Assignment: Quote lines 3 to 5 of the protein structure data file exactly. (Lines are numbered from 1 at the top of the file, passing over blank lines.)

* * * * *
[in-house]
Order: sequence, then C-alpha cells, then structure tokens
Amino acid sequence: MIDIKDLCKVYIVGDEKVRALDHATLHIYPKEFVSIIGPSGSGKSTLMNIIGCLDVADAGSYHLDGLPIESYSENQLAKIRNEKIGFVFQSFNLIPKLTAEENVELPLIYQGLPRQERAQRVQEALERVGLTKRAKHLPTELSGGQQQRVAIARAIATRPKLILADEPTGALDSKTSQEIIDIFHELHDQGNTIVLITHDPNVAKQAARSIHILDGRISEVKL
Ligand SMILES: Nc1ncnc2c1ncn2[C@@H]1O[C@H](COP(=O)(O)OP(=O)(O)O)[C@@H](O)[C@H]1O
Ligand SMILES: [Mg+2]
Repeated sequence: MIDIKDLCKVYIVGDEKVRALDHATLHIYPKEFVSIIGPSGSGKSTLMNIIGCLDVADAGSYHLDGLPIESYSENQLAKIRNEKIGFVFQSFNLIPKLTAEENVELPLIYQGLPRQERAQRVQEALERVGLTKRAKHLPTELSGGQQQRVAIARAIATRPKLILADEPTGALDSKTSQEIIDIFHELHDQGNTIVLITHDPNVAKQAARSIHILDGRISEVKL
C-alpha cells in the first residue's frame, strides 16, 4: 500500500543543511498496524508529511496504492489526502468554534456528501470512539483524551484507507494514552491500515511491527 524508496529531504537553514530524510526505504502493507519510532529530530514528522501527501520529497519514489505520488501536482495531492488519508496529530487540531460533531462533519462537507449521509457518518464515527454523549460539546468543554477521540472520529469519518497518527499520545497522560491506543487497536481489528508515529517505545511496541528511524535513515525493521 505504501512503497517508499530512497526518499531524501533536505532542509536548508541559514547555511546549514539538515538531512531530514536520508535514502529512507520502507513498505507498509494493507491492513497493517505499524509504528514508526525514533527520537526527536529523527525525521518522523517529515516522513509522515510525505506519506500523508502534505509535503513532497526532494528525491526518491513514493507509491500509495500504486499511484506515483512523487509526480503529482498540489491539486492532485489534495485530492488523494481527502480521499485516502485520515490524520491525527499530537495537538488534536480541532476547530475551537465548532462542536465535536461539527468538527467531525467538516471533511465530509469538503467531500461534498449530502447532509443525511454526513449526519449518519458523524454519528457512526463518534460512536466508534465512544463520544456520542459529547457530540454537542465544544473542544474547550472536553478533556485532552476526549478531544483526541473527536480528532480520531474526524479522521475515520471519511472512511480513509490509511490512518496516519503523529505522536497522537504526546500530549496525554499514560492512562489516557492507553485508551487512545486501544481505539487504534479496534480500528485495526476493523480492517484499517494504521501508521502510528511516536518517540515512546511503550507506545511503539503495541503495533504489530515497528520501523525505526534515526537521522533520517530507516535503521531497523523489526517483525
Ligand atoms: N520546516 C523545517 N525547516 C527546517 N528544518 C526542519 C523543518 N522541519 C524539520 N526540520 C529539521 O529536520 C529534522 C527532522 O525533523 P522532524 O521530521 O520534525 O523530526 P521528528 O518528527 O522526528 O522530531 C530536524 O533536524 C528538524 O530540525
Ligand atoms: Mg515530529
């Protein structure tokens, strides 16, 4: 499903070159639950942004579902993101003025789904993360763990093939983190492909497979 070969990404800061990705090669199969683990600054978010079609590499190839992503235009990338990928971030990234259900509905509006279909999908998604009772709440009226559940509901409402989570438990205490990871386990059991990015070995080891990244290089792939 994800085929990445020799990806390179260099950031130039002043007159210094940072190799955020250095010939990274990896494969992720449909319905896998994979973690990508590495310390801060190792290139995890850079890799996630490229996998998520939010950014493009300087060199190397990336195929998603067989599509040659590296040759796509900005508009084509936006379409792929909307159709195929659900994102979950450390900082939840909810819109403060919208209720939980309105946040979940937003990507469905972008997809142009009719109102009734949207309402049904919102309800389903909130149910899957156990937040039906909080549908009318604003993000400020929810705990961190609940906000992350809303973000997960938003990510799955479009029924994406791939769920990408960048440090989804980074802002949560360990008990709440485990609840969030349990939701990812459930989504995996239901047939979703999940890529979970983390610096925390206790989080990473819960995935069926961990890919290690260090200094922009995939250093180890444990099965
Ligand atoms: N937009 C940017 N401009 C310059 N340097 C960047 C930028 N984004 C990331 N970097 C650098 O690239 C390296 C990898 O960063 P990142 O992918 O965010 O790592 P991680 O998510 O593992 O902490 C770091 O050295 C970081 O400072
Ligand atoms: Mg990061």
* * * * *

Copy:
Amino acid sequence: MIDIKDLCKVYIVGDEKVRALDHATLHIYPKEFVSIIGPSGSGKSTLMNIIGCLDVADAGSYHLDGLPIESYSENQLAKIRNEKIGFVFQSFNLIPKLTAEENVELPLIYQGLPRQERAQRVQEALERVGLTKRAKHLPTELSGGQQQRVAIARAIATRPKLILADEPTGALDSKTSQEIIDIFHELHDQGNTIVLITHDPNVAKQAARSIHILDGRISEVKL
Ligand SMILES: Nc1ncnc2c1ncn2[C@@H]1O[C@H](COP(=O)(O)OP(=O)(O)O)[C@@H](O)[C@H]1O
Ligand SMILES: [Mg+2]